Marburg and Ebola: A Comparison of Global Response Efforts

In recent decades, outbreaks of viral hemorrhagic fevers have captured the attention of the world, with the Marburg and Ebola viruses being among the most dangerous.

Marburg and Ebola: A Comparison of Global Response Efforts
Photo by Sam Moghadam Khamseh / Unsplash

In recent decades, outbreaks of viral hemorrhagic fevers have captured the attention of the world, with the Marburg and Ebola viruses being among the most dangerous. Both viruses belong to the Filoviridae family and cause severe illness with high mortality rates. In this blog post, we will compare the global response efforts to these two viruses, including measures taken to contain the outbreaks and provide medical care to affected individuals.

Background on Marburg and Ebola

The Marburg virus (MARV) is a hemorrhagic fever virus that causes Marburg virus disease in primates, including humans. The virus is considered extremely dangerous, with no approved vaccines or antiviral treatments. It is transmitted by exposure to one species of fruit bat or between people via body fluids through unprotected sex and broken skin.

Ebola virus (EBOV) also causes viral hemorrhagic fever, with symptoms similar to Marburg virus disease. Like Marburg, there are no approved vaccines or antiviral treatments for Ebola, and it is transmitted through contact with infected bodily fluids. There are five known species of Ebola virus, with the Zaire ebolavirus species being the most lethal.

Both viruses have caused outbreaks in multiple countries in Africa, with the most recent Ebola outbreak occurring in the Democratic Republic of Congo (DRC) from 2018 to 2020. The 2014-2016 Ebola outbreak in West Africa was the largest and most complex outbreak to date, with over 28,000 cases and 11,000 deaths.

Global Response Efforts to Marburg and Ebola

Containment Measures

Containment measures are crucial in preventing the spread of Marburg and Ebola viruses. When an outbreak is detected, immediate isolation of infected individuals and tracing of their contacts are essential measures to control the spread of the virus. The World Health Organization (WHO) plays a central role in coordinating the global response to outbreaks of these viruses.

During the 2005 Marburg outbreak in Angola, WHO and other organizations provided technical support, including laboratory testing, epidemiological investigations, and training of healthcare workers. The response efforts also included public health messaging and community engagement to promote safe burial practices and prevent stigmatization of affected individuals and their families.

Similarly, during the 2014-2016 Ebola outbreak in West Africa, WHO and partners supported countries in implementing comprehensive outbreak response plans. These plans included the establishment of treatment centers, contact tracing, community engagement, and social mobilization activities. The use of mobile laboratories for rapid diagnosis and surveillance of the virus was also critical in the response efforts.

Medical Care

Medical care is essential in treating individuals infected with Marburg or Ebola virus. Early diagnosis and treatment of symptoms, including dehydration, can significantly increase survival rates. However, the lack of approved vaccines or antiviral treatments makes providing medical care during outbreaks challenging.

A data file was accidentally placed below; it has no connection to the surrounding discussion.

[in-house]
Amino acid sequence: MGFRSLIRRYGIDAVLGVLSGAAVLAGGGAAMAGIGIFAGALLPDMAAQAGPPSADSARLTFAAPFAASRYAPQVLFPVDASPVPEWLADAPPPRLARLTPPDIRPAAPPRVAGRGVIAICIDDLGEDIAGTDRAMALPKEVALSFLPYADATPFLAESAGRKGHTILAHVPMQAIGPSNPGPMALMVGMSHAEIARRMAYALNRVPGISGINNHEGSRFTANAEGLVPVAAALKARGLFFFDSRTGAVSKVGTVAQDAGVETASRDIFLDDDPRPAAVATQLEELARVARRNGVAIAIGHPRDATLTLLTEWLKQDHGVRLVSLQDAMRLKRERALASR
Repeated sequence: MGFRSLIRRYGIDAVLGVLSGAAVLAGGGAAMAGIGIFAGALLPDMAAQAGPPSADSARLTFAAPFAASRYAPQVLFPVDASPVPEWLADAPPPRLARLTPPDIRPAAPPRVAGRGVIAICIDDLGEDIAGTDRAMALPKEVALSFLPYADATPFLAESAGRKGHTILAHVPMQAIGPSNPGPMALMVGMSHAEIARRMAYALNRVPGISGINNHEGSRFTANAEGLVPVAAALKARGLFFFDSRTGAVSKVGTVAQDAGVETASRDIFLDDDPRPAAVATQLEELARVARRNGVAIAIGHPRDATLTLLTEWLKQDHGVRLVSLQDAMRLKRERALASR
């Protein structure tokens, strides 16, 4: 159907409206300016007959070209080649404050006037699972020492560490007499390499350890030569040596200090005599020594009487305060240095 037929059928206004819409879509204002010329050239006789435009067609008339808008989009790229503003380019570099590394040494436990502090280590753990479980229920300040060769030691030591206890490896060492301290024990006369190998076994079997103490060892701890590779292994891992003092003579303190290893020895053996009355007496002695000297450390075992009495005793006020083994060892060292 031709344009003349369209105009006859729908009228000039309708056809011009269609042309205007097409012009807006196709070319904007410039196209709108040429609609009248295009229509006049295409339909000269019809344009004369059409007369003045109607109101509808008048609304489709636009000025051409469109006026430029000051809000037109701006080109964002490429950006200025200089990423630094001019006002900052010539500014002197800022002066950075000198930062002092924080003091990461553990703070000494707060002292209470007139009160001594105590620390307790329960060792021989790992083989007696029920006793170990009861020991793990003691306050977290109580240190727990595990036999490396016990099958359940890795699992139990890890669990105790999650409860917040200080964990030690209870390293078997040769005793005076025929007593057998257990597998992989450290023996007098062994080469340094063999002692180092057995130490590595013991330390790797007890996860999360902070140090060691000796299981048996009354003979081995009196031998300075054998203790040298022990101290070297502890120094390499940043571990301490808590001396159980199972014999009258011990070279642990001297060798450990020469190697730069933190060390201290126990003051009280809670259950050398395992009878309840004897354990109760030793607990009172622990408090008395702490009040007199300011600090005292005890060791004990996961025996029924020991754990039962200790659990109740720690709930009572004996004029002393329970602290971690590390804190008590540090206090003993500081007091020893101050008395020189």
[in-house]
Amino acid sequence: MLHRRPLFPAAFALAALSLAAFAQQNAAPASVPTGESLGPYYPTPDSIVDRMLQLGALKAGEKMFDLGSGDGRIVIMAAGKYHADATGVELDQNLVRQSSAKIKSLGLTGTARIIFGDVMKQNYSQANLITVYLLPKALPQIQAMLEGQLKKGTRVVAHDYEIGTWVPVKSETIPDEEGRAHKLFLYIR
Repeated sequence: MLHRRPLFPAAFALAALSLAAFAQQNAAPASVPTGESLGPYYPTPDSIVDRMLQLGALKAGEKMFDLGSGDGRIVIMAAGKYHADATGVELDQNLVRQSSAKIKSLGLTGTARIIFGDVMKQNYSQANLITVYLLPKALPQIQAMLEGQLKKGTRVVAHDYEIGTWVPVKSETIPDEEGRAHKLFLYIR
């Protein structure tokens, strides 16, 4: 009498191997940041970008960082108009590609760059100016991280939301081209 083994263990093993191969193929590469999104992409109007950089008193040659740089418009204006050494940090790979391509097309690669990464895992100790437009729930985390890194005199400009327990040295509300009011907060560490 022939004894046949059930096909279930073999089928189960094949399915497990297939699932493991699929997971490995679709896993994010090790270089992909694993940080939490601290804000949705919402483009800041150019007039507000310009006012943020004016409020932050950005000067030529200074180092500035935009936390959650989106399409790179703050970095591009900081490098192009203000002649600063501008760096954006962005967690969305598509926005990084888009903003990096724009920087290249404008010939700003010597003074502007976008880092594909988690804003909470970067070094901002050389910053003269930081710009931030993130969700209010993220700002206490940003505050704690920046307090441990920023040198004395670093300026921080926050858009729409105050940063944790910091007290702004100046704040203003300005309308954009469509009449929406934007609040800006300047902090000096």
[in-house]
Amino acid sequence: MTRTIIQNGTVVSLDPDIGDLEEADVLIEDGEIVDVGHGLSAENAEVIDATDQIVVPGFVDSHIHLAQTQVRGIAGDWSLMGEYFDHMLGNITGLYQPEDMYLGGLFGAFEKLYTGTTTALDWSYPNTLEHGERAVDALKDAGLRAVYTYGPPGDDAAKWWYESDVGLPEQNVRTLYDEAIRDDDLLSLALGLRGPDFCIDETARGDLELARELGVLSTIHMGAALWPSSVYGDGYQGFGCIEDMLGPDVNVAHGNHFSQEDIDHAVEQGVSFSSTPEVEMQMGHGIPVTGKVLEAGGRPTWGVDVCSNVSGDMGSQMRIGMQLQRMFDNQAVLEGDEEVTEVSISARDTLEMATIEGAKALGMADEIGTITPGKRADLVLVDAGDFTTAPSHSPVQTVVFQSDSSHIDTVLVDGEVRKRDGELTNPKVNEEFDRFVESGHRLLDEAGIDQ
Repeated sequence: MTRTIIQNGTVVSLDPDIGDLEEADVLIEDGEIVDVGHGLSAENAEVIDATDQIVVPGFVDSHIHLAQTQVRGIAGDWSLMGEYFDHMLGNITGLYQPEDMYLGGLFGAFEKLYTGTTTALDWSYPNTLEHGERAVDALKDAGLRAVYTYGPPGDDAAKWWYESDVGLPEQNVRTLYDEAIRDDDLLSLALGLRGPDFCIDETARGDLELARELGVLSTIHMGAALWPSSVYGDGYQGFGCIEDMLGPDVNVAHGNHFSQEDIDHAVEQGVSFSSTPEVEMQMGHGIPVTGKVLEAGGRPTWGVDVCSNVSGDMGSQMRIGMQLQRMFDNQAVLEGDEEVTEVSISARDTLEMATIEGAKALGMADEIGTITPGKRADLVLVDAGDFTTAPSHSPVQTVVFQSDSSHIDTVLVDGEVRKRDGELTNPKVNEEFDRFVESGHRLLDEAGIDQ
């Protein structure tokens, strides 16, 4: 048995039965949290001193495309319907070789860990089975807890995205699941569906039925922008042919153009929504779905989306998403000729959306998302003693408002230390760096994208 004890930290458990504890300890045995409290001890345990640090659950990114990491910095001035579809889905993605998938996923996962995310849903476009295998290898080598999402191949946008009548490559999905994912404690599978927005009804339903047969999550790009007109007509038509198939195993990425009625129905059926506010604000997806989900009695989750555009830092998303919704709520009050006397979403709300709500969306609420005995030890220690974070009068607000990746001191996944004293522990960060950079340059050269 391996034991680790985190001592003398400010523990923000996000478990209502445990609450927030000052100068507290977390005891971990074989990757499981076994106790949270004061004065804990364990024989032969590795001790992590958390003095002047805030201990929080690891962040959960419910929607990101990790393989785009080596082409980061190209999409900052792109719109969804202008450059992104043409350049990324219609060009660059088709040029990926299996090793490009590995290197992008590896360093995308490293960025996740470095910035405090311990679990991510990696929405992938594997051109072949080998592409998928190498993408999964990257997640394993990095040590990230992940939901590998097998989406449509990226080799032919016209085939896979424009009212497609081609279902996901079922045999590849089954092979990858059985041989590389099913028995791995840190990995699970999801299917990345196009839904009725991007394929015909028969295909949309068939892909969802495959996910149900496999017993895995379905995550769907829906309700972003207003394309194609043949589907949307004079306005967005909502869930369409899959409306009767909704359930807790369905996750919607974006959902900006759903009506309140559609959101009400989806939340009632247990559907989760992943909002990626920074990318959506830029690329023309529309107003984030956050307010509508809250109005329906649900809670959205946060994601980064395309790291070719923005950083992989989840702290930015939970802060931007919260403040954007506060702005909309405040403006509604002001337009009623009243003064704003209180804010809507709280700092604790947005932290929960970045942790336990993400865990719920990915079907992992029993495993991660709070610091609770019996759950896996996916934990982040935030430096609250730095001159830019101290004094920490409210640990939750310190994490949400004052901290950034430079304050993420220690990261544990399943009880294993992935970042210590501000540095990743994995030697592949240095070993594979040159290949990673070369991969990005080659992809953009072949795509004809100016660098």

During the 2005 Marburg outbreak in Angola, healthcare workers used supportive care measures, such as intravenous fluids and blood transfusions, to treat infected individuals. Some patients received experimental treatments, including convalescent plasma therapy, which involves transfusing plasma from recovered patients into infected individuals.

During the 2014-2016 Ebola outbreak in West Africa, experimental treatments were also used, including the antiviral drug Remdesivir and ZMapp, an experimental antibody treatment. Additionally, a clinical trial of the rVSV-ZEBOV vaccine was conducted in Guinea in 2015, which showed high efficacy in protecting individuals against Ebola virus infection.

Research and Development

Research and development efforts for vaccines and treatments for Marburg and Ebola viruses have been ongoing for several decades. The development of effective vaccines and treatments is critical in preventing and controlling outbreaks of these viruses.

In the case of Ebola virus, several vaccines and treatments have been developed and are being used in outbreak settings. The first Ebola vaccine, rVSV-ZEBOV, was developed in 2014 and has been used in several outbreaks since then. Another vaccine, Ad26.ZEBOV/MVA-BN-Filo, was developed more recently and has also been used in outbreak settings. In addition to vaccines, several treatments have been developed for Ebola virus, including monoclonal antibodies such as ZMapp and REGN-EB3.

Research and development efforts for Marburg virus have been more limited compared to Ebola virus, but there have been some promising developments in recent years. In 2019, a vaccine candidate for Marburg virus called rVSVĪ”G/MARVGP was developed and showed promising results in animal studies. There are also several ongoing studies to develop treatments for Marburg virus.

Overall, research and development efforts for Marburg and Ebola viruses are ongoing and have resulted in several effective vaccines and treatments. These efforts are critical in preventing and controlling outbreaks of these viruses, which can have devastating consequences for affected communities.

Further reading

The linked articles below can help you as you seek to learn more about Marburg Virus and Ebola: